Road Trip 2018 #13 – American Gothic and the Battle of Athens

Our 4th of July was spent meandering our way from Iowa through Missouri and into Illinois.  Who needs parades and festivals and fireworks when you can be in three states in one 24 hours period, right?  I will admit: this driving thing was getting old.

As I was using our trusty mapbook to navigate, I spotted a couple of interesting little detours I might otherwise have overlooked.  First of these was the American Gothic House in Eldon, Iowa.  As someone who loves art history, I had to go.  Grant Wood painted American Gothic in 1930 having been inspired by the house.  The figures he placed in front of it were modelled on his sister and his dentist, the pair not actually meeting each other until years later.  It’s an iconic and much parodied painting.  Unfortunately for us, the house and museum was closed to visitors because of it being Independence Day.  However, we could still view the exterior of the house so we had a bit of a wander and could not resist doing our own posing in front of the building.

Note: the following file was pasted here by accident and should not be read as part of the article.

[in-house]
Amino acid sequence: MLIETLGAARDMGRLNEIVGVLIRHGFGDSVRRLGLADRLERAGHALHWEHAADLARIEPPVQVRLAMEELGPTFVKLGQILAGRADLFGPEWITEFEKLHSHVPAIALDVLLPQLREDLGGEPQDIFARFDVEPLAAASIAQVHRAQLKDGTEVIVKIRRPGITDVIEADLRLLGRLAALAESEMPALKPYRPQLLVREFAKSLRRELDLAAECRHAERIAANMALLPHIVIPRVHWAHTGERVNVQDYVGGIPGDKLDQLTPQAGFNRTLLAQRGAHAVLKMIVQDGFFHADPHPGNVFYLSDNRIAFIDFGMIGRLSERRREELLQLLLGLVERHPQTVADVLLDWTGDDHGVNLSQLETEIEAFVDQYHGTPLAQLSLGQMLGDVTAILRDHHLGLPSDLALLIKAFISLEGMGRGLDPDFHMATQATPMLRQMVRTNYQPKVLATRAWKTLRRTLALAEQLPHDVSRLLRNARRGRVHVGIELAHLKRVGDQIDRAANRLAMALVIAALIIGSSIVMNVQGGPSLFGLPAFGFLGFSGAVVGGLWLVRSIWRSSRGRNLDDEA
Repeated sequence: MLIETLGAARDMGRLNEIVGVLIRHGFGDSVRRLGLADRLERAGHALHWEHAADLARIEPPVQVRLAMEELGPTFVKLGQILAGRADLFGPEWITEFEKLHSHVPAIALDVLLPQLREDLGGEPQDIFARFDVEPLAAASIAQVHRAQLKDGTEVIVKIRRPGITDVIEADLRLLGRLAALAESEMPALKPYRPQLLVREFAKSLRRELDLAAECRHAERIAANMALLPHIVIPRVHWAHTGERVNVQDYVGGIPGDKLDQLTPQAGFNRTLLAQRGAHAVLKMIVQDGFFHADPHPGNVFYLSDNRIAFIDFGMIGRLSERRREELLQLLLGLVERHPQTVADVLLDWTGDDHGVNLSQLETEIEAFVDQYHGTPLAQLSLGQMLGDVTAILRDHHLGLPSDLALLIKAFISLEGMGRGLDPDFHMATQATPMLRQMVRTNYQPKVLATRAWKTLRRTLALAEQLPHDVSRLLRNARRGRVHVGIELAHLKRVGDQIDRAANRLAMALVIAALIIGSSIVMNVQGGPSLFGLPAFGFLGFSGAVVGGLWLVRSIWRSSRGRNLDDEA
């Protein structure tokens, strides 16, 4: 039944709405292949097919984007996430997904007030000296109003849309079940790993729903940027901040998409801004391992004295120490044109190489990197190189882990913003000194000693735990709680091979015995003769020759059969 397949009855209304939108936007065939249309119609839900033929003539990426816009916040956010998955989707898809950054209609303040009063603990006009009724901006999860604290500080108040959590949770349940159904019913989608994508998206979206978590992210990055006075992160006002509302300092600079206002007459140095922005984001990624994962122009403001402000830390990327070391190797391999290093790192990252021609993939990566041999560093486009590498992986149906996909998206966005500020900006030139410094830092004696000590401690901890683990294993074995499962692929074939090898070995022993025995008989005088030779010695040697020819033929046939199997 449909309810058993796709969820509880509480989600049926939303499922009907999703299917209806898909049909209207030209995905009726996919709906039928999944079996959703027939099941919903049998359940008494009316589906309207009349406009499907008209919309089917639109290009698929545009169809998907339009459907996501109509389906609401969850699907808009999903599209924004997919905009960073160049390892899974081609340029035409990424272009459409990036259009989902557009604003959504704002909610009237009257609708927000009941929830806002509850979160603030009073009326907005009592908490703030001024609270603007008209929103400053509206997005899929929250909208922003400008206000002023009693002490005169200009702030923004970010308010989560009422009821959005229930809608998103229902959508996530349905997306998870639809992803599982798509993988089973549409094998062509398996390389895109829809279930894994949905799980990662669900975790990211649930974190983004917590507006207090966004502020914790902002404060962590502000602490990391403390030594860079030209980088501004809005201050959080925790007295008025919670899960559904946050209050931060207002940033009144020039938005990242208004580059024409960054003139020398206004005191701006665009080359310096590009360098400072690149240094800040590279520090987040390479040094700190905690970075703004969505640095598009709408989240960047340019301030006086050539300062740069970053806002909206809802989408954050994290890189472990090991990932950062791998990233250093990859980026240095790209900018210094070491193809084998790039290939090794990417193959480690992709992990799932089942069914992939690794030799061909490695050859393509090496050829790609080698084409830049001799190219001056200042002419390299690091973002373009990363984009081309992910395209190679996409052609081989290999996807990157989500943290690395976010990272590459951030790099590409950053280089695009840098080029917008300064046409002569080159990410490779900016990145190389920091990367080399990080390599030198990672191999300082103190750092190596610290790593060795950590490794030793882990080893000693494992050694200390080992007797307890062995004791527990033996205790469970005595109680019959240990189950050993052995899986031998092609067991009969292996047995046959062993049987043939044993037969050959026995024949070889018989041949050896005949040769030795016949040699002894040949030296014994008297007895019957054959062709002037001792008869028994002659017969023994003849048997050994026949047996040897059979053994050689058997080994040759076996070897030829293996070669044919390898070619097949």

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The visit to the American Gothic House was driven by my interests so it seemed only fair that I confess to Mr Pict, who was driving at the time, that I had spotted a Civil War battle on the map.  We, therefore, took a bit of a diversion to the scene of the Battle of Athens.  Confusingly, Athens is pronounced Aythens.  It sits right on the border of Iowa and Missouri which meant we bobbed in and out of both states as we weaved our way along rural roads to reach the site.  The skirmish that took place there in 1861 is notable for being the most northerly Civil War battle fought west of the Mississippi.  I had absolutely never heard of it but Mr Pict was chuffed.  At the time, the town was a fairly busy port on the river.  When the railroad made the river obsolete and the town became defunct, it appeared that most of the buildings had gone with the population.  There were, therefore, just a few buildings dotted around in the landscape, including a hotel and a house that had belonged to a Kentucky slave owner.  The boys decided to stay in the shade of the trees so I wandered around while keeping them in my sights which allowed Mr Pict to wander down to the riverside to see the Benning House, which was pockmarked with canon ball wallops.

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